End Fed Wire - 40m high swr suggestions

Discussion in 'Ham Radio Discussions' started by KC2IEB, Sep 24, 2020.

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  1. K4AGO

    K4AGO Ham Member QRZ Page

    An end-fed antenna is always a compromise antenna. A dipole is not a compromise antenna. I have made contacts all over the world with dipole antennas.
    N1OOQ likes this.
  2. AF2Z

    AF2Z Ham Member QRZ Page

    I'm sure plenty of people have made contacts all over the world with end fed wire antennas.

    For myself, if I replaced the endfed with a dipole the feedline would be very close to and parallel with one leg of the dipole. And, unlike the endfed, the dipole would probably not be matchable on every HF band. Also, the dipole, to the limited extent that it is directional, would be oriented in the wrong direction. These are the constraints of my station location that would make the dipole a compromised antenna.
    Last edited: Sep 27, 2020
    K3EY likes this.
  3. WN1MB

    WN1MB Ham Member QRZ Page

    I'll try to remember that when I'm working Europe on 40M CW ... with 2 watts output. ;)
    AJ6KZ, K3EY and KC2IEB like this.
  4. W4IOA

    W4IOA Ham Member QRZ Page

    Just think how much better it'd be if you had a 200' tower and a massive antenna!
  5. AF2Z

    AF2Z Ham Member QRZ Page

    Just think how much better it'd be if the SSN would hit 285 again. We could ditch the endfeds and use coat hangers. A 285 SSN is more likely than a 200 ft tower for me.
    Last edited: Sep 28, 2020
    AJ6KZ and W4IOA like this.
  6. W4IOA

    W4IOA Ham Member QRZ Page

    Me too. Who'd climb my tower no matter how high?
    These days, a vertical ground mounted is fine and will light it up in the next 5 years.
    Plus, having been involved in helping take down towers from a super station, all I saw was thousands spent to sell for scrap later. I'm not sure it's worth it no matter how many confirmations received or awards.
  7. KA4DPO

    KA4DPO Platinum Subscriber Platinum Subscriber QRZ Page

    Uh, a quarter wave vertical antenna is an end fed antenna, worked against ground. A sloping or horizontal end fed antenna is also worked against ground. The only reason it would be a compromise is if you don't correctly implement it otherwise, it should be as efficient as a dipole.
    K3EY likes this.
  8. AJ6LB

    AJ6LB Premium Subscriber QRZ Page

    @KC2IEB I just want to take a quick diversion from the “my wire works better than your wire” bickering and just offer some encouragement to keep trying and experimenting. I have exactly the same antenna from Palomar and I have had extremely good luck with it with my IC-7100 and MFJ-949 tuner. I have it strung as an inverted L, with the horizontal section only 20 feet above the ground, directly over my house. For radials I put up two 33 foot wires heading in opposite directions stapled to my property fence up about 2 feet from the ground. Works great. Understand more height = more better, but even with a compromised situation you can make contacts.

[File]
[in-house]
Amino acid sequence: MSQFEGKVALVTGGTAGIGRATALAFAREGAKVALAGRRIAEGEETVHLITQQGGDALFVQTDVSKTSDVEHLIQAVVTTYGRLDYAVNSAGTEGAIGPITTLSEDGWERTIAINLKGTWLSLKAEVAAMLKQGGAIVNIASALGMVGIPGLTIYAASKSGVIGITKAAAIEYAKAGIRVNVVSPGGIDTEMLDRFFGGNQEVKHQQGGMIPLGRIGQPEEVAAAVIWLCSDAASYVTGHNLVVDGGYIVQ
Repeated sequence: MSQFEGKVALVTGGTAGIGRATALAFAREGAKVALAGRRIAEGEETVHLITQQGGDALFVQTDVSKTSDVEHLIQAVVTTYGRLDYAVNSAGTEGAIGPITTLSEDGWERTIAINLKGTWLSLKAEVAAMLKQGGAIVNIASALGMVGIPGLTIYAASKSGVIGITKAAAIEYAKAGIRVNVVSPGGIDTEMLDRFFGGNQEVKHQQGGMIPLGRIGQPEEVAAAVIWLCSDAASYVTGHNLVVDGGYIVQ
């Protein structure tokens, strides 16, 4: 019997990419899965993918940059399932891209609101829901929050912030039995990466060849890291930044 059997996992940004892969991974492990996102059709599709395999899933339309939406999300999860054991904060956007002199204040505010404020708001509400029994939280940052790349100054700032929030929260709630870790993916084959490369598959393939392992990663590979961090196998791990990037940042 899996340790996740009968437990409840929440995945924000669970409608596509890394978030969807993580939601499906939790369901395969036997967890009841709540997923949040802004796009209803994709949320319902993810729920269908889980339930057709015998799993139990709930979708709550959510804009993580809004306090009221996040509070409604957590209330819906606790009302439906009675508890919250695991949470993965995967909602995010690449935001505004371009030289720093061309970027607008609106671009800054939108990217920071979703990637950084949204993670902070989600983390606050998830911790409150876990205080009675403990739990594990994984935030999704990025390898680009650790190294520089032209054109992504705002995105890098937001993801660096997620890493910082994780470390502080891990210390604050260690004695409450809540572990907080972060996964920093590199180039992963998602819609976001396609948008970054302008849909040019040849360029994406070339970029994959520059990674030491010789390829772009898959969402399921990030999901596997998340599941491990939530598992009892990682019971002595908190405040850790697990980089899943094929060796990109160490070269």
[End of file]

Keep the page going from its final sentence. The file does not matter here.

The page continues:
9. KC2IEB

    KC2IEB XML Subscriber QRZ Page

    Again thanks all! I'm trying to crawl before I run, and end fed wire seems like a very basic place to learn how to balance all the different aspects of RF that seem to conspire against us.

    Here's what I'm dealing with. The red line is the current location and orientation of the antenna. The feedpoint is at the southern end. I have something like 73' from the top of the northern most tree to the middle southern tree, which is the tallest. They're pointy lookin' pine trees, but very tall and mature.

    What do ya think I can fit here, when I graduate past the end fed thrown into the tree?

    My current goal is to really decrease noise (after following the typical steps of quieting noise IN the house). Other than a choke on the feedline near the antenna, is the only thing for decreasing noise to get it higher given I'm interested in wire antennas for the time being?

  10. KA4DPO

    KA4DPO Platinum Subscriber Platinum Subscriber QRZ Page

    Not too sure what you can fit in there, but I do understand the noise issue. Because of the high impedance seen at the end of the wire it will be more prone to noise pickup. One thing that will improve your noise situation is to improve the ground system. That is the single best thing you can do to mitigate a number of those conspiratorial aspects of RF. We have already been over the rest so I won't beat a dead horse here. If you insist on using fixed ferrite transformers then your only option is to adjust the wire length.

    One last tidbit of advice is, if changing the length of the coaxial cable causes significant changes in where the antenna resonates, then it is likely that you will have RF feedback issues from common mode current. That can happen even if you are using a ferrite choke (1:1) Balun.

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